The physical training in aikido is diverse, covering both general physical fitness and conditioning, as well as specific techniques. Because a substantial portion of any aikido curriculum consists of throws, beginners learn how to safely fall or roll. The specific techniques for attack include both strikes and grabs; the techniques for defense consist of throws and pins. After basic techniques are learned, students study freestyle defense against multiple opponents, and techniques with weapons.
Aikido training is based primarily on two partners practicing pre-arranged forms (kata) rather than freestyle practice. The basic pattern is for the receiver of the technique (uke) to initiate an attack against the person who applies the technique—the 取り tori, or shite 仕手 (depending on aikido style), also referred to as 投げ nage (when applying a throwing technique), who neutralises this attack with an aikido technique.
Some body techniques includes:
- First technique (一教 (教), ikkyō), a control technique using one hand on the elbow and one hand near the wrist which leverages uke to the ground.This grip applies pressure into the ulnar nerve at the wrist.
- Second technique (二教, nikyō) is a pronating wristlock that torques the arm and applies painful nerve pressure. (There is an adductive wristlock or Z-lock in the ura version.)
- Third technique (三教, sankyō) is a rotational wristlock that directs upward-spiraling tension throughout the arm, elbow and shoulder.
- Fourth technique (四教, yonkyō)is a shoulder control technique similar to ikkyō, but with both hands gripping the forearm. The knuckles (from the palm side) are applied to the recipient’s radial nerve against the periosteum of the forearm bone.
- Fifth technique (五教, gokyō)is a technique that is visually similar to ikkyō, but with an inverted grip of the wrist, medial rotation of the arm and shoulder, and downward pressure on the elbow. Common in knife and other weapon take-aways.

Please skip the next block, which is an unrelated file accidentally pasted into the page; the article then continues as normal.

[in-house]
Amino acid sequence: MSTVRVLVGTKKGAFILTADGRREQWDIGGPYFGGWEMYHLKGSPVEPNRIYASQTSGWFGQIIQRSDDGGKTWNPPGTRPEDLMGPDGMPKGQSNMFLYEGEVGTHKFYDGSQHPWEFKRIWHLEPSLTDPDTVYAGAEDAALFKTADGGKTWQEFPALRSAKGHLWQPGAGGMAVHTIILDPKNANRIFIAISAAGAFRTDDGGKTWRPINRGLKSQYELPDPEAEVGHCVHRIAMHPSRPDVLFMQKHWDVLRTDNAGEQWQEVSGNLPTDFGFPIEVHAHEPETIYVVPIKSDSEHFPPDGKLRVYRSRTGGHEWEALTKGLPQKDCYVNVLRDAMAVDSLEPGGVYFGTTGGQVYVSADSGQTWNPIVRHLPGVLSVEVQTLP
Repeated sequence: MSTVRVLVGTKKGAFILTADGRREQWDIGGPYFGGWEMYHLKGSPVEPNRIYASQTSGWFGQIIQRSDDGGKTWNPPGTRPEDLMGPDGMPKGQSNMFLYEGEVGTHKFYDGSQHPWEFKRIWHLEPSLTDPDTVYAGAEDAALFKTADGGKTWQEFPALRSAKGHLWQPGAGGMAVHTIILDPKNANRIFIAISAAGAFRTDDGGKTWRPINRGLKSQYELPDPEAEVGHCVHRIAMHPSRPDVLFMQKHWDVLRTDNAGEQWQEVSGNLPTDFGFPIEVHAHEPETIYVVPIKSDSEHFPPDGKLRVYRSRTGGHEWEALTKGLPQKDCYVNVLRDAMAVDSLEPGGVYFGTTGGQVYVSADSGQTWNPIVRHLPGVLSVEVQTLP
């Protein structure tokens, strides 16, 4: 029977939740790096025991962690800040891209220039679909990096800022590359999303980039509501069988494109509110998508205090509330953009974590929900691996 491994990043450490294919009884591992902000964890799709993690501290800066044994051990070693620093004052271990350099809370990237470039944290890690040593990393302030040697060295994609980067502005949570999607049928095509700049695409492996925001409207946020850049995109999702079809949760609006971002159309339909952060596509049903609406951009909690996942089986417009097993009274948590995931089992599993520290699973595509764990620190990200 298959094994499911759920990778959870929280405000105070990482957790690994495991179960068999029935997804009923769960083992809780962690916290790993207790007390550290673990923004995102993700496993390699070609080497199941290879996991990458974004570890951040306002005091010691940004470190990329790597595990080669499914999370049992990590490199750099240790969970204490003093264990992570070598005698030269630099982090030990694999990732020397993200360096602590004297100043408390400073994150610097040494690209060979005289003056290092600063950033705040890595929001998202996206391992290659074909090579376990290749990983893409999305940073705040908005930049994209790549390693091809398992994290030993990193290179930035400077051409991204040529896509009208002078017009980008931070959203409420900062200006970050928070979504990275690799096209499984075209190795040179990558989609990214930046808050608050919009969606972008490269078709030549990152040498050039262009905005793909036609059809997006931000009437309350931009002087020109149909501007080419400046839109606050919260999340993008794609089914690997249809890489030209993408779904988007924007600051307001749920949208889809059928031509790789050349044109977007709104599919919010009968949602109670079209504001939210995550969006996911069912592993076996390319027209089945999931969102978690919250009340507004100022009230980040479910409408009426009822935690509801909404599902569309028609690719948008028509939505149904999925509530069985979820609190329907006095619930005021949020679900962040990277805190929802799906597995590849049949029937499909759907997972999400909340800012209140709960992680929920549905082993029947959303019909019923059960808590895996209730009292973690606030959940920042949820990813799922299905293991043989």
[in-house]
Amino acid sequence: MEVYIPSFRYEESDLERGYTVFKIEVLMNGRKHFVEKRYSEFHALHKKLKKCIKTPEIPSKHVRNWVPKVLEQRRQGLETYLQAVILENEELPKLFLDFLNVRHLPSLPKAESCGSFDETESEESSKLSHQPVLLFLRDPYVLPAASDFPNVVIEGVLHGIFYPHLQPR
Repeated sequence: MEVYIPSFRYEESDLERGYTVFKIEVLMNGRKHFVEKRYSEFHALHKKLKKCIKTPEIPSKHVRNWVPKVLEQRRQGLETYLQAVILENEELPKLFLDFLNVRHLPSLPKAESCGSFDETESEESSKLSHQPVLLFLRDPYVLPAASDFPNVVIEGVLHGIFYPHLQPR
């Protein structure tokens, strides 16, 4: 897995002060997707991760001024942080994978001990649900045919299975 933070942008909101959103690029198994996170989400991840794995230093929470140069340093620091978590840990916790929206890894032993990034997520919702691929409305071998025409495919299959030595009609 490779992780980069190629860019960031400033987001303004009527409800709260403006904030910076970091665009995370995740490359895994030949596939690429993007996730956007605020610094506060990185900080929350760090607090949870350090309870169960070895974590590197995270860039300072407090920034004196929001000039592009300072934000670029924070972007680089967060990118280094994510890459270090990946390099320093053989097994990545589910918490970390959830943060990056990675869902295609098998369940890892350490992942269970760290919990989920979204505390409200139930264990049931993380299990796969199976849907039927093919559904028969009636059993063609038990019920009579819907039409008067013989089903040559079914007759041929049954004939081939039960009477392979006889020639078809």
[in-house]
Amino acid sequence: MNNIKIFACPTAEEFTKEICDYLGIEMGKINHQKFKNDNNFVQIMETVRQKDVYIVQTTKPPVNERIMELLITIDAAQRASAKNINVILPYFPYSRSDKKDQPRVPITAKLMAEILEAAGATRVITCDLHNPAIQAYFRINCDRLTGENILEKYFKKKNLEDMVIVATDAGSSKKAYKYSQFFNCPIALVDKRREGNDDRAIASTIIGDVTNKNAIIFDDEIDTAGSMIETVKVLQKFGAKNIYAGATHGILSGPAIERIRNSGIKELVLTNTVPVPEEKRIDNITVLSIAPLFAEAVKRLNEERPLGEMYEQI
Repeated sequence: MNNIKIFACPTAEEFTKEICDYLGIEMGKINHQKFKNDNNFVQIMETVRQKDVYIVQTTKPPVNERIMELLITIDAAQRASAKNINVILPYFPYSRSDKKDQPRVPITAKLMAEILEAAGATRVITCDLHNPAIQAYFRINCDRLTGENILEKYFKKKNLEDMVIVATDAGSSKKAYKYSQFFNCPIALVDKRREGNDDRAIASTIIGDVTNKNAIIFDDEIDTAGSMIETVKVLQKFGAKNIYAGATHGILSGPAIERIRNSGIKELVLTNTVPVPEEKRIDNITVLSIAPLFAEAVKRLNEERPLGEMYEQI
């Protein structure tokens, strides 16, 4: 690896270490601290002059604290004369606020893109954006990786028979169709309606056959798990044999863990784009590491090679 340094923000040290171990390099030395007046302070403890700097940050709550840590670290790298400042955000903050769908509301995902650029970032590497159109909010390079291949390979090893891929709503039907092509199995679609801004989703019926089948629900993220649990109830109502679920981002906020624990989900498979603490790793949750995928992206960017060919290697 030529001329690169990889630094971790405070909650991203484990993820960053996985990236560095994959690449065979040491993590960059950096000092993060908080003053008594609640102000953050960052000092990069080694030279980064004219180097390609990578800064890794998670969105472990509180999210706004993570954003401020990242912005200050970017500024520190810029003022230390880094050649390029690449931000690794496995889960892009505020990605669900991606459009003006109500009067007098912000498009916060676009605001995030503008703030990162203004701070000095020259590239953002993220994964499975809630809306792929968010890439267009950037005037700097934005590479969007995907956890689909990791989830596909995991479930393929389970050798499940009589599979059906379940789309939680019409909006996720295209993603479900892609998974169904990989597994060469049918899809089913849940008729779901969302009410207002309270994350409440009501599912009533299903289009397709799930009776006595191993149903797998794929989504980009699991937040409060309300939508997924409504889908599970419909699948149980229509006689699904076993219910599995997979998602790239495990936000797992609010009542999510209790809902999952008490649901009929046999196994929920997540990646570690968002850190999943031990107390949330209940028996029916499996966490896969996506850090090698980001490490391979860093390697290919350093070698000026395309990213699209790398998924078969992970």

- Four-direction throw’ (四方投げ, shihōnage) is a throw during which ukes hand’ is folded back past the shoulder, locking the shoulder joint.
- Forearm return (小手返し, kotegaeshi) is a supinating wristlock-throw that stretches the extensor digitorum.
- Breath throw (呼吸投げ, kokyūnage) is a loosely used umbrella term for various types of mechanically unrelated techniques; kokyūnage generally do not use joint locks like other techniques.
- Entering throw (入身投げ, iriminage), throws in which tori moves through the space occupied by uke. The classic form superficially resembles a “clothesline” technique.
- Heaven-and-earth throw (天地投げ, tenchinage), a throw in which, beginning with ryōte-dori, moving forward, tori sweeps one hand low (“earth”) and the other high (“heaven”), which unbalances uke so that he or she easily topples over.
- Hip throw (腰投げ, koshinage), aikido’s version of the hip throw; tori drops their hips lower than those of uke, then flips uke over the resultant fulcrum.
- Figure-ten throw (十字投げ, jūjinage) or figure-ten entanglement (十字絡み, jūjigarami), a throw that locks the arms against each other (the kanji for “10” is a cross-shape: 十).
- Rotary throw’ (回転投げ, kaitennage) is a throw in which tori sweeps ukes arm back until it locks the shoulder joint, then uses forward pressure to throw them.
We practise weapons at Warwick Aikido with jō , bokken, and tantō.